Vasomotor symptoms (VMS) experienced during menopause can negatively impact a woman’s quality of life, productivity, sleep, and mood. Systemic hormone therapy (HT) is the most effective treatment for moderate to severe VMS, however safety concerns raised by the 2002 Women’s Health Initiative (WHI) trial have led to a decrease in overall HT use and a growing demand for custom-compounded bioidentical HT. Misconceptions regarding the superior safety and efficacy of custom-compounded hormones and lack of clinician expertise in menopause management contribute to ongoing uncertainty and low uptake of United States (U.S.) Food and Drug Administration (FDA) approved bioidentical HT products. This literature review evaluates current evidence regarding the safety and efficacy of bioidentical HT to provide clinical guidance for patient education and prescribing practices. Twenty-eight articles published from 2015-2020 were included in the final review, consisting of systematic reviews, meta-analyses, randomized control trials (RCTs), cohort studies, case control studies, and literature reviews. Current evidence suggests that FDA approved bioidentical hormones are more effective than placebo and equally effective compared to synthetic hormones when used to treat menopausal VMS. Safety of bioidentical HT was evaluated based on its associated risk of breast cancer, endometrial cancer, venous thromboembolism (VTE), stroke, and cardiovascular disease (CVD). Findings suggest that safety profiles depend on the duration of therapy, route, regimen, and individual factors but bioidentical HT is generally safe for women without contraindications if low to medium doses are used for five years or less.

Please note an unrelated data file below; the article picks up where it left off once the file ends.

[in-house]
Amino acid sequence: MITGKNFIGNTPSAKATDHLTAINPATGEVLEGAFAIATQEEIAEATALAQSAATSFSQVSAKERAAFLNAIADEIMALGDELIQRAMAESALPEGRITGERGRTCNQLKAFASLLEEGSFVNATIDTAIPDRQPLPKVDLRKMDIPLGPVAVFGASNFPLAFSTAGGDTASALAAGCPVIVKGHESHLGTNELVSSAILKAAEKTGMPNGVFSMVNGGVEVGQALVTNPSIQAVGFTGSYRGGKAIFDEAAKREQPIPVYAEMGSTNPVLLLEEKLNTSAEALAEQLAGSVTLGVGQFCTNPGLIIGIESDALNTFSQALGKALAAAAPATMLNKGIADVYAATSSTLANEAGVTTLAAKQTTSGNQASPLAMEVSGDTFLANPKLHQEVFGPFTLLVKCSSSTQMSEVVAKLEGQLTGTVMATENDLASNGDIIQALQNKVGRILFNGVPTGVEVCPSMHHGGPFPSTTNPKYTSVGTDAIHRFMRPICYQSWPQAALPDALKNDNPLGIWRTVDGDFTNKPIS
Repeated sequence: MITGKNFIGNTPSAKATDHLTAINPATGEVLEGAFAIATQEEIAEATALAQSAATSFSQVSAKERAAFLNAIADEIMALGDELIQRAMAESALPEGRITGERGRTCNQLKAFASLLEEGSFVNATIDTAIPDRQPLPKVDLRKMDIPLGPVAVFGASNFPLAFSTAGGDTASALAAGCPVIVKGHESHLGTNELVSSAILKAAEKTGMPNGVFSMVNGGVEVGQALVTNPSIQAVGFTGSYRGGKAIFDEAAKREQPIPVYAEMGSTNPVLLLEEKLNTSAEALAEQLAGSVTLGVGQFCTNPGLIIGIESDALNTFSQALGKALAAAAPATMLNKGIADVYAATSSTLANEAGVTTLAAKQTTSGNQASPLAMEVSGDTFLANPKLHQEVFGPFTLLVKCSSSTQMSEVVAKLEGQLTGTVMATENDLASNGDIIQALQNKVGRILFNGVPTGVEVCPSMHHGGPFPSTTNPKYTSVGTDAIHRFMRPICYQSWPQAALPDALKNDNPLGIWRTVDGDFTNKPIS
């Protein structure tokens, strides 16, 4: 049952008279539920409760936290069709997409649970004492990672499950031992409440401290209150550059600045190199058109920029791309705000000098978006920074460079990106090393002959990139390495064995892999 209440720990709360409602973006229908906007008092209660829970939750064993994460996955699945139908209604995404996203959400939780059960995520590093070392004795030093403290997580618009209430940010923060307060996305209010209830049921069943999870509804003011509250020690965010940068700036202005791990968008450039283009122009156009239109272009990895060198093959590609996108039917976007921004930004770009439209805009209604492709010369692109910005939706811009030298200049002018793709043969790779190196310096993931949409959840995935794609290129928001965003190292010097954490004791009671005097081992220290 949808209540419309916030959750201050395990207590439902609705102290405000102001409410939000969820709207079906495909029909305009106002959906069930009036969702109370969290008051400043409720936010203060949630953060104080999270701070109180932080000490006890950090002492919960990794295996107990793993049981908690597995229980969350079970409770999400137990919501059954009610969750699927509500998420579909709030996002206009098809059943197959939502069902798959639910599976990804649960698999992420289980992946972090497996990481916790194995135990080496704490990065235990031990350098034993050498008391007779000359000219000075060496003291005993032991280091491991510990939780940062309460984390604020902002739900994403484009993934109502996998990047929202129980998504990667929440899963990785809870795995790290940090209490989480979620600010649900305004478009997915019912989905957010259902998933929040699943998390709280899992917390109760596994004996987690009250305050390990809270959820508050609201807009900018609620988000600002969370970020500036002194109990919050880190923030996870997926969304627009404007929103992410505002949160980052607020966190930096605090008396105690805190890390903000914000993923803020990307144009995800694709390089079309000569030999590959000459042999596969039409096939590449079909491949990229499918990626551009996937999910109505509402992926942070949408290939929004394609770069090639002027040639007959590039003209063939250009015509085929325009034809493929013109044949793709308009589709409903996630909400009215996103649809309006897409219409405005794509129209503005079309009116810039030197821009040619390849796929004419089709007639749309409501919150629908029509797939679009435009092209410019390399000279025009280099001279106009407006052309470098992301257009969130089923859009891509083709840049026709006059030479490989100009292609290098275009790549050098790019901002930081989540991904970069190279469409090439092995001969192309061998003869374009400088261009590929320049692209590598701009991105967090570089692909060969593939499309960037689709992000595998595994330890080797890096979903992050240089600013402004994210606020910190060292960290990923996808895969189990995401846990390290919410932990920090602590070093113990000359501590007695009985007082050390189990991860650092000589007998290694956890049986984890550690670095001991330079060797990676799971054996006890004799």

Gwen Verchota

Date of Degree




Document Type



Master of Science in Nursing (MSN)


School of Nursing


Allied Health and Nursing



Rights Statement

In Copyright